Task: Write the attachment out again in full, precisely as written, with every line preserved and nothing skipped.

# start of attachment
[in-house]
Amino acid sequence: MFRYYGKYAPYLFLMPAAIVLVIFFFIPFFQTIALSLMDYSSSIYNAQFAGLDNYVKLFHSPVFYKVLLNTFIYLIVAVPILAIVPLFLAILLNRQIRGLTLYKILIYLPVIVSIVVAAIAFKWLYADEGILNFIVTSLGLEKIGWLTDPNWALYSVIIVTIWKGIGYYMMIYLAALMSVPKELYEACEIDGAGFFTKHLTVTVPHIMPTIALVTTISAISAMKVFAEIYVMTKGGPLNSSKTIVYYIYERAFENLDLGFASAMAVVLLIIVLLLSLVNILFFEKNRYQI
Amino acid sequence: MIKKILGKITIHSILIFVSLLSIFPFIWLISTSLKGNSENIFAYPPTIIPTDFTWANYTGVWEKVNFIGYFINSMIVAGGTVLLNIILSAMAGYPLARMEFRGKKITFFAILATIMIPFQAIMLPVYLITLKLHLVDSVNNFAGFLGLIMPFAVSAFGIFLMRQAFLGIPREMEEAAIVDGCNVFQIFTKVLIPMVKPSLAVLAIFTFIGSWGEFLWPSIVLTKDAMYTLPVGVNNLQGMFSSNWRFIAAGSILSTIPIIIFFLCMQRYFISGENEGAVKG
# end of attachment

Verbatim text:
[in-house]
Amino acid sequence: MFRYYGKYAPYLFLMPAAIVLVIFFFIPFFQTIALSLMDYSSSIYNAQFAGLDNYVKLFHSPVFYKVLLNTFIYLIVAVPILAIVPLFLAILLNRQIRGLTLYKILIYLPVIVSIVVAAIAFKWLYADEGILNFIVTSLGLEKIGWLTDPNWALYSVIIVTIWKGIGYYMMIYLAALMSVPKELYEACEIDGAGFFTKHLTVTVPHIMPTIALVTTISAISAMKVFAEIYVMTKGGPLNSSKTIVYYIYERAFENLDLGFASAMAVVLLIIVLLLSLVNILFFEKNRYQI
Amino acid sequence: MIKKILGKITIHSILIFVSLLSIFPFIWLISTSLKGNSENIFAYPPTIIPTDFTWANYTGVWEKVNFIGYFINSMIVAGGTVLLNIILSAMAGYPLARMEFRGKKITFFAILATIMIPFQAIMLPVYLITLKLHLVDSVNNFAGFLGLIMPFAVSAFGIFLMRQAFLGIPREMEEAAIVDGCNVFQIFTKVLIPMVKPSLAVLAIFTFIGSWGEFLWPSIVLTKDAMYTLPVGVNNLQGMFSSNWRFIAAGSILSTIPIIIFFLCMQRYFISGENEGAVKG